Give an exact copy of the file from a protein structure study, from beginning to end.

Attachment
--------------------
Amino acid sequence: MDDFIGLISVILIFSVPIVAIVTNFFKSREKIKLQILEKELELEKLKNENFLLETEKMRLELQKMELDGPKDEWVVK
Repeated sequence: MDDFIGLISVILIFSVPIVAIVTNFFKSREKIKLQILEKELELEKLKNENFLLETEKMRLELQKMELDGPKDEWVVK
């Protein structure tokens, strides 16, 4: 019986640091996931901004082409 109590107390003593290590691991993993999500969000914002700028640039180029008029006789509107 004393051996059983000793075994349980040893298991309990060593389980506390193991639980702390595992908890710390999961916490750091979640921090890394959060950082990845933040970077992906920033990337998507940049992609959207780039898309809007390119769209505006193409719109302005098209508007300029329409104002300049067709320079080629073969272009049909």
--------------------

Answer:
Amino acid sequence: MDDFIGLISVILIFSVPIVAIVTNFFKSREKIKLQILEKELELEKLKNENFLLETEKMRLELQKMELDGPKDEWVVK
Repeated sequence: MDDFIGLISVILIFSVPIVAIVTNFFKSREKIKLQILEKELELEKLKNENFLLETEKMRLELQKMELDGPKDEWVVK
């Protein structure tokens, strides 16, 4: 019986640091996931901004082409 109590107390003593290590691991993993999500969000914002700028640039180029008029006789509107 004393051996059983000793075994349980040893298991309990060593389980506390193991639980702390595992908890710390999961916490750091979640921090890394959060950082990845933040970077992906920033990337998507940049992609959207780039898309809007390119769209505006193409719109302005098209508007300029329409104002300049067709320079080629073969272009049909």